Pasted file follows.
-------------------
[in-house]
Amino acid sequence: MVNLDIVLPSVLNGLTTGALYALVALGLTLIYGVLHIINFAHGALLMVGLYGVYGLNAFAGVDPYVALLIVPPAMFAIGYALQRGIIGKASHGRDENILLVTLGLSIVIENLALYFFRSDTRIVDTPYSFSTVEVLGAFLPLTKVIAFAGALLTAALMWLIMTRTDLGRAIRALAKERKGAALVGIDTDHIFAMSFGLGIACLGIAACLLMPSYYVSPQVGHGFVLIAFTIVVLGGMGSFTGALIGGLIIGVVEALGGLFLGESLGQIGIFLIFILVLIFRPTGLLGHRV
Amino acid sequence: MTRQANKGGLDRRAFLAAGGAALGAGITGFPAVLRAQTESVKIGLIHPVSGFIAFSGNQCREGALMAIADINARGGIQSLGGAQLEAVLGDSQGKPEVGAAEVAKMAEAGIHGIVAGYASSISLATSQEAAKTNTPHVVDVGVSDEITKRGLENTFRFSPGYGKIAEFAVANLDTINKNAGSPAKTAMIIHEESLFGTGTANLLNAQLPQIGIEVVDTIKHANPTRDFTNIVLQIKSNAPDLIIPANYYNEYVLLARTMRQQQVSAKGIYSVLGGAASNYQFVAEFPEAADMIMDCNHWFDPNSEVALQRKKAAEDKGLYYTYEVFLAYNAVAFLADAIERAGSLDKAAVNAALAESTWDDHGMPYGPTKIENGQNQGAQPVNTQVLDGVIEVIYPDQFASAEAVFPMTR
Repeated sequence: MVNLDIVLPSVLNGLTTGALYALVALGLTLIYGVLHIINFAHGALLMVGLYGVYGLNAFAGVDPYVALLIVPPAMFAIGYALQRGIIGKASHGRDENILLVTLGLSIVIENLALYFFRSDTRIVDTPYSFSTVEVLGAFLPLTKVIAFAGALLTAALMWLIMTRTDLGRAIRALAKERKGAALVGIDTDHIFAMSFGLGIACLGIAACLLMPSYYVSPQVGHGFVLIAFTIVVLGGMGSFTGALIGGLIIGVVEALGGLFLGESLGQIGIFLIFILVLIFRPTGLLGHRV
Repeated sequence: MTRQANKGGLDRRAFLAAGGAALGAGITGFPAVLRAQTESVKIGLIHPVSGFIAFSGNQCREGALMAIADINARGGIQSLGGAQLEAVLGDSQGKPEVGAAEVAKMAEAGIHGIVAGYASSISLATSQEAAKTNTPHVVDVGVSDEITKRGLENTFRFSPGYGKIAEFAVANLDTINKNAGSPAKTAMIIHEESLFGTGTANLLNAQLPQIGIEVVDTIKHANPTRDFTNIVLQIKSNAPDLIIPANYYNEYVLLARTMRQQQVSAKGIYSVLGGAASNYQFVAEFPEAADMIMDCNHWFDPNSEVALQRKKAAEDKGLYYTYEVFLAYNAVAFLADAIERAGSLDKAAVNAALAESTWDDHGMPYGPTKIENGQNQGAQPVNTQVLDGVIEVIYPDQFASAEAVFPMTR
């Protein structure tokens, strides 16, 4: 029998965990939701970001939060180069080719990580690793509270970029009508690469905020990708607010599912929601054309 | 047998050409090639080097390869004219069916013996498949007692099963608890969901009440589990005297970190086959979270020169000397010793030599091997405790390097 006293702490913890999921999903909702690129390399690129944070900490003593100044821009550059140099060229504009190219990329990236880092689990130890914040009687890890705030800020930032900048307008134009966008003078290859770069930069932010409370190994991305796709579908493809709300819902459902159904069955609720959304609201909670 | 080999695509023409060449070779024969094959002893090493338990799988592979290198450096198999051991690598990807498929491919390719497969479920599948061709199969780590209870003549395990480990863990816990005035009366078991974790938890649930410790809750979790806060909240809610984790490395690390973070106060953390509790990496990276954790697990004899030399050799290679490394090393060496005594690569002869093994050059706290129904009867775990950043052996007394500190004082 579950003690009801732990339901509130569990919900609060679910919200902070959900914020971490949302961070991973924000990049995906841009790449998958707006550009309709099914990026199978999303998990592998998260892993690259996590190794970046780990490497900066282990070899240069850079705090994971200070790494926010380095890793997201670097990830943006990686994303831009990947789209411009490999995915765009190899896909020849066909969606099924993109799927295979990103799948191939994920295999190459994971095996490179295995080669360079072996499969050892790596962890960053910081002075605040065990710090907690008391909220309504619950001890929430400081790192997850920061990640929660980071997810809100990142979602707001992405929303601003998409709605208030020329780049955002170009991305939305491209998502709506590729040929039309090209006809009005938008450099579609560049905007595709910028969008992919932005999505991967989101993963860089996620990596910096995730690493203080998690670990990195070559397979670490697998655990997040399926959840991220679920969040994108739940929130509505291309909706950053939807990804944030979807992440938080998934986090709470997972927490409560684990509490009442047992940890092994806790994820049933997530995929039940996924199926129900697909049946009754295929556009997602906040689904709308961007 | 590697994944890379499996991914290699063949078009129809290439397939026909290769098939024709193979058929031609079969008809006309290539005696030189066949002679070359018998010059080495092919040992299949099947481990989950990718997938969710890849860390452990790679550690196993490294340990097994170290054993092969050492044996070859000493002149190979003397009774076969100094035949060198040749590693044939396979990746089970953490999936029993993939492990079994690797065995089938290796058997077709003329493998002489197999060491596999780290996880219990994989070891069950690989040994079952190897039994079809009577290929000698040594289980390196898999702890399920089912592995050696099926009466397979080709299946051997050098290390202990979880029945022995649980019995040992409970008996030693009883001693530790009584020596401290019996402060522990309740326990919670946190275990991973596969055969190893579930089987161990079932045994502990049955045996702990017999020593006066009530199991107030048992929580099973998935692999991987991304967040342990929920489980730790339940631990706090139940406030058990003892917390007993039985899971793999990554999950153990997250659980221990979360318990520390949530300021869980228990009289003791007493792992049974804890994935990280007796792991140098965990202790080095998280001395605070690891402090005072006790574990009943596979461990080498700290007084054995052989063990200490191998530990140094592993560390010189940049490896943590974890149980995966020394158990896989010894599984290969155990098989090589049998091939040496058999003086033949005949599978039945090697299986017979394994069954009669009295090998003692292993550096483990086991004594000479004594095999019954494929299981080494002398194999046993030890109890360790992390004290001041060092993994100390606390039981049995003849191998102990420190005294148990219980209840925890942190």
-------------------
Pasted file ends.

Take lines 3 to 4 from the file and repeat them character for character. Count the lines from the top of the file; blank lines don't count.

Amino acid sequence: MTRQANKGGLDRRAFLAAGGAALGAGITGFPAVLRAQTESVKIGLIHPVSGFIAFSGNQCREGALMAIADINARGGIQSLGGAQLEAVLGDSQGKPEVGAAEVAKMAEAGIHGIVAGYASSISLATSQEAAKTNTPHVVDVGVSDEITKRGLENTFRFSPGYGKIAEFAVANLDTINKNAGSPAKTAMIIHEESLFGTGTANLLNAQLPQIGIEVVDTIKHANPTRDFTNIVLQIKSNAPDLIIPANYYNEYVLLARTMRQQQVSAKGIYSVLGGAASNYQFVAEFPEAADMIMDCNHWFDPNSEVALQRKKAAEDKGLYYTYEVFLAYNAVAFLADAIERAGSLDKAAVNAALAESTWDDHGMPYGPTKIENGQNQGAQPVNTQVLDGVIEVIYPDQFASAEAVFPMTR
Repeated sequence: MVNLDIVLPSVLNGLTTGALYALVALGLTLIYGVLHIINFAHGALLMVGLYGVYGLNAFAGVDPYVALLIVPPAMFAIGYALQRGIIGKASHGRDENILLVTLGLSIVIENLALYFFRSDTRIVDTPYSFSTVEVLGAFLPLTKVIAFAGALLTAALMWLIMTRTDLGRAIRALAKERKGAALVGIDTDHIFAMSFGLGIACLGIAACLLMPSYYVSPQVGHGFVLIAFTIVVLGGMGSFTGALIGGLIIGVVEALGGLFLGESLGQIGIFLIFILVLIFRPTGLLGHRV